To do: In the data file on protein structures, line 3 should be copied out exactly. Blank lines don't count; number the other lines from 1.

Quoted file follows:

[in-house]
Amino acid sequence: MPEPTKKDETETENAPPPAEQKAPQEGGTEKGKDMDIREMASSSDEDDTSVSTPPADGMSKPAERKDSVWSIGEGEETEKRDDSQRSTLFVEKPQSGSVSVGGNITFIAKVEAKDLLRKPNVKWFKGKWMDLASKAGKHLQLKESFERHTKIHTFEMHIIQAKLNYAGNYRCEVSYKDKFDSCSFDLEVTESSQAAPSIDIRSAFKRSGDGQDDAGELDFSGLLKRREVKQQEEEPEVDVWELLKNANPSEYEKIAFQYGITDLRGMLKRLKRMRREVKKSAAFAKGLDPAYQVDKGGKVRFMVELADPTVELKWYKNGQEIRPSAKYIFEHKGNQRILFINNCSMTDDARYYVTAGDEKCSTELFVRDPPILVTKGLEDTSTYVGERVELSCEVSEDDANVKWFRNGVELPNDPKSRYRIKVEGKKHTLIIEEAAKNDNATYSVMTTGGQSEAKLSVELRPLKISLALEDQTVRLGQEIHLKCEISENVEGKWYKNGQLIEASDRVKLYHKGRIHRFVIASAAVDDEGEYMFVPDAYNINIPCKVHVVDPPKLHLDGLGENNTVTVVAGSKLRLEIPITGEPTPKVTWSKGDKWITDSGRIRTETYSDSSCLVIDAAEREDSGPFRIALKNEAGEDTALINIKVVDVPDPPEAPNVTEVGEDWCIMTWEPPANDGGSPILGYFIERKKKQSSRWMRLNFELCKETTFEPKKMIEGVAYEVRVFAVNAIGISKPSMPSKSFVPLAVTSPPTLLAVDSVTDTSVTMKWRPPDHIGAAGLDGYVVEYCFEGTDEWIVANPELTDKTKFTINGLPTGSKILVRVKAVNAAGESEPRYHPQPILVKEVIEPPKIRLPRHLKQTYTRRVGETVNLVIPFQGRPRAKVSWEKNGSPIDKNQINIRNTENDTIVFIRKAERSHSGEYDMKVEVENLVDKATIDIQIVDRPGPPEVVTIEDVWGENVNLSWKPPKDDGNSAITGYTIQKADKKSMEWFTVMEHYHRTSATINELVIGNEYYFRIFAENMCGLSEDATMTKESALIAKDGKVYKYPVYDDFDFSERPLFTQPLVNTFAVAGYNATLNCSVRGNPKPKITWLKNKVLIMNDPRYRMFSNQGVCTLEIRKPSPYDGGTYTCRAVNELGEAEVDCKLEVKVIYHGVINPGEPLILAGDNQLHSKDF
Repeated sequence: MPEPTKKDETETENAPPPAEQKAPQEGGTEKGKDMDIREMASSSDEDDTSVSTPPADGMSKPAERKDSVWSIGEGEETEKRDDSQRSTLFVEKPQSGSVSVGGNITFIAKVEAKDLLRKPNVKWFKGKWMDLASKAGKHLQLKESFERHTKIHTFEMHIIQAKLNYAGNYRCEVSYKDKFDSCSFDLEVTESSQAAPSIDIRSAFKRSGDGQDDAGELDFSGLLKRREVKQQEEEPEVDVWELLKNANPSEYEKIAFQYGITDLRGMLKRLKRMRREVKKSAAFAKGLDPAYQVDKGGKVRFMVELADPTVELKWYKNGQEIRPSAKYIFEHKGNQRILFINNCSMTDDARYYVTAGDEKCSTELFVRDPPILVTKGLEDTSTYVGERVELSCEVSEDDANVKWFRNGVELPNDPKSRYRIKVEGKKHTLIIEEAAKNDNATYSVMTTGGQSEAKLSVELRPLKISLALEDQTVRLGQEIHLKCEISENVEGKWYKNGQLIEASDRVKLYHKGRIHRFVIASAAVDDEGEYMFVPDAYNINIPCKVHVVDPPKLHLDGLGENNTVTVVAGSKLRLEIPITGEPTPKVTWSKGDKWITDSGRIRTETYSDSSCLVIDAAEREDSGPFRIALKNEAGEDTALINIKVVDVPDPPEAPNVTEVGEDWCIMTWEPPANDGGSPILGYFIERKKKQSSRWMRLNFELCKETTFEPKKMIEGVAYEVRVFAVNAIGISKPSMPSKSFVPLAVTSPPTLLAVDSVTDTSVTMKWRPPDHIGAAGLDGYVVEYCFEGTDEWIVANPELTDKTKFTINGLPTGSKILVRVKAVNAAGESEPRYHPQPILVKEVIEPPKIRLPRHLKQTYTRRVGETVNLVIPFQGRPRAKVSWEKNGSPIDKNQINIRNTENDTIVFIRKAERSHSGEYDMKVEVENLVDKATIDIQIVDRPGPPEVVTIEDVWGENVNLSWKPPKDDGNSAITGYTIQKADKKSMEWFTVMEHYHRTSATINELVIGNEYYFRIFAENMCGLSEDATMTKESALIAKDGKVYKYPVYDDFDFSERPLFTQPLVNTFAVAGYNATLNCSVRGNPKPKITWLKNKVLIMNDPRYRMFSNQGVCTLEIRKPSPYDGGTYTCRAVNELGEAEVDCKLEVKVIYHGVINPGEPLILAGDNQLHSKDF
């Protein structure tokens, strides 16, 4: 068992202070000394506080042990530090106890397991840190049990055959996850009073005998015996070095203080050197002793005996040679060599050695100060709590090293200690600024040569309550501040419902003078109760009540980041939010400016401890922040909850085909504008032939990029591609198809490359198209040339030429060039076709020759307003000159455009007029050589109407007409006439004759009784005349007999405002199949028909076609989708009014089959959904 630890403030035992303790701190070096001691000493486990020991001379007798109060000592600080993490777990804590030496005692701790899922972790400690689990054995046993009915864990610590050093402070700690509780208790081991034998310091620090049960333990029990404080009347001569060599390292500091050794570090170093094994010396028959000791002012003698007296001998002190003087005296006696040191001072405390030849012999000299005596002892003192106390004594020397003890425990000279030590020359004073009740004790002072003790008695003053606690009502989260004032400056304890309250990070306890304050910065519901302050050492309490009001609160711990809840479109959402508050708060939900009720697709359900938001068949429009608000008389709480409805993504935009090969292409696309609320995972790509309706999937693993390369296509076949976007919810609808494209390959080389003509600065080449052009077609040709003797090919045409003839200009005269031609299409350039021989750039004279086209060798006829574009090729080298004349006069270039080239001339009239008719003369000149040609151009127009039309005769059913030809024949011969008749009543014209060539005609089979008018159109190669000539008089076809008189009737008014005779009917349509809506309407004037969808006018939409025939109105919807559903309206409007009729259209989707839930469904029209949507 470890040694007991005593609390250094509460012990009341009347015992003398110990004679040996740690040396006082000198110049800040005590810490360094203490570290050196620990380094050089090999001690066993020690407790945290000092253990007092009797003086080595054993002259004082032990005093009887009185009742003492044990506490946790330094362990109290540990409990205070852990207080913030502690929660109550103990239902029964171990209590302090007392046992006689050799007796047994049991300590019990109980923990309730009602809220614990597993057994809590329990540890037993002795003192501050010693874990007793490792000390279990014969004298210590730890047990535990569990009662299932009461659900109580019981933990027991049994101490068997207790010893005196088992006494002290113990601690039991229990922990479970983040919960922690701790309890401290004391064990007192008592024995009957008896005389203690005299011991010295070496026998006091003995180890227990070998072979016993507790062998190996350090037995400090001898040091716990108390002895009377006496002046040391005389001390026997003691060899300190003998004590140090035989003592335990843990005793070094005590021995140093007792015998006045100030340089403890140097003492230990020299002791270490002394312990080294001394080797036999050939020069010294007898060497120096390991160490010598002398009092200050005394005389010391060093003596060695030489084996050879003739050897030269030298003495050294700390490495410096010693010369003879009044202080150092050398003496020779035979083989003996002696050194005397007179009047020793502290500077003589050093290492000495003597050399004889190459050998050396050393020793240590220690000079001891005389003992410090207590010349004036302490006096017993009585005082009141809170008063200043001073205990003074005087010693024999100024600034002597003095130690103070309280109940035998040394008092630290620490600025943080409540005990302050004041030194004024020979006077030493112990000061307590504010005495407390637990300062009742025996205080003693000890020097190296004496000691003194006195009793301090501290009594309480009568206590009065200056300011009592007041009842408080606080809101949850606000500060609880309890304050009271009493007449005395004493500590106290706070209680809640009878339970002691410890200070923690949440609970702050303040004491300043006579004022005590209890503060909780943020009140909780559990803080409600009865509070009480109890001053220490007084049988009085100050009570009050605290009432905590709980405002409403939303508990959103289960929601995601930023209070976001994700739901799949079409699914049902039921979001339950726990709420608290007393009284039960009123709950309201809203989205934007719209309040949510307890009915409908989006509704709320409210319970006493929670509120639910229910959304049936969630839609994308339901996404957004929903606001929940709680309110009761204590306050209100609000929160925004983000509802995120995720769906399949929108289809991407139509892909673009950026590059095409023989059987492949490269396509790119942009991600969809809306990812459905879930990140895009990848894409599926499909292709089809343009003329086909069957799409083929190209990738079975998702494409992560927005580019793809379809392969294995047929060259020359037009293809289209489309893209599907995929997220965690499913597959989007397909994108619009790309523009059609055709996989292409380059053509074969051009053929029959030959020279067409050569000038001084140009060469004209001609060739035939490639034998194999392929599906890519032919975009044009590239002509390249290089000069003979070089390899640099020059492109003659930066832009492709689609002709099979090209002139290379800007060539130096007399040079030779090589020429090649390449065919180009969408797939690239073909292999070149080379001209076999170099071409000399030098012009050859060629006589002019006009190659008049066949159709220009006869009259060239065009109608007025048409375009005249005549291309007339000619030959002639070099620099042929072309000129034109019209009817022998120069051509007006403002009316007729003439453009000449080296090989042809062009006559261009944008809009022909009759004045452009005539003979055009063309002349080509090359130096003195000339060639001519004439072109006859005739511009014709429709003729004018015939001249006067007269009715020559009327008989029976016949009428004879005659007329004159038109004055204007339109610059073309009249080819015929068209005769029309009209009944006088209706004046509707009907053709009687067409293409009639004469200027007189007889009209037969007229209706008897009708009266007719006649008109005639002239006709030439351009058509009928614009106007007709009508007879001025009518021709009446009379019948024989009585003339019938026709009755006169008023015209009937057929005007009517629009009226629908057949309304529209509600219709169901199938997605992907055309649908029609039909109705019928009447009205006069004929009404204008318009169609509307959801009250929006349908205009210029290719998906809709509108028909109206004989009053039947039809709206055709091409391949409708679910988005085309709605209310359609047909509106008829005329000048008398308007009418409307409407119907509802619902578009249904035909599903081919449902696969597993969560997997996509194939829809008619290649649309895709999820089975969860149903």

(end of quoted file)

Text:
Repeated sequence: MPEPTKKDETETENAPPPAEQKAPQEGGTEKGKDMDIREMASSSDEDDTSVSTPPADGMSKPAERKDSVWSIGEGEETEKRDDSQRSTLFVEKPQSGSVSVGGNITFIAKVEAKDLLRKPNVKWFKGKWMDLASKAGKHLQLKESFERHTKIHTFEMHIIQAKLNYAGNYRCEVSYKDKFDSCSFDLEVTESSQAAPSIDIRSAFKRSGDGQDDAGELDFSGLLKRREVKQQEEEPEVDVWELLKNANPSEYEKIAFQYGITDLRGMLKRLKRMRREVKKSAAFAKGLDPAYQVDKGGKVRFMVELADPTVELKWYKNGQEIRPSAKYIFEHKGNQRILFINNCSMTDDARYYVTAGDEKCSTELFVRDPPILVTKGLEDTSTYVGERVELSCEVSEDDANVKWFRNGVELPNDPKSRYRIKVEGKKHTLIIEEAAKNDNATYSVMTTGGQSEAKLSVELRPLKISLALEDQTVRLGQEIHLKCEISENVEGKWYKNGQLIEASDRVKLYHKGRIHRFVIASAAVDDEGEYMFVPDAYNINIPCKVHVVDPPKLHLDGLGENNTVTVVAGSKLRLEIPITGEPTPKVTWSKGDKWITDSGRIRTETYSDSSCLVIDAAEREDSGPFRIALKNEAGEDTALINIKVVDVPDPPEAPNVTEVGEDWCIMTWEPPANDGGSPILGYFIERKKKQSSRWMRLNFELCKETTFEPKKMIEGVAYEVRVFAVNAIGISKPSMPSKSFVPLAVTSPPTLLAVDSVTDTSVTMKWRPPDHIGAAGLDGYVVEYCFEGTDEWIVANPELTDKTKFTINGLPTGSKILVRVKAVNAAGESEPRYHPQPILVKEVIEPPKIRLPRHLKQTYTRRVGETVNLVIPFQGRPRAKVSWEKNGSPIDKNQINIRNTENDTIVFIRKAERSHSGEYDMKVEVENLVDKATIDIQIVDRPGPPEVVTIEDVWGENVNLSWKPPKDDGNSAITGYTIQKADKKSMEWFTVMEHYHRTSATINELVIGNEYYFRIFAENMCGLSEDATMTKESALIAKDGKVYKYPVYDDFDFSERPLFTQPLVNTFAVAGYNATLNCSVRGNPKPKITWLKNKVLIMNDPRYRMFSNQGVCTLEIRKPSPYDGGTYTCRAVNELGEAEVDCKLEVKVIYHGVINPGEPLILAGDNQLHSKDF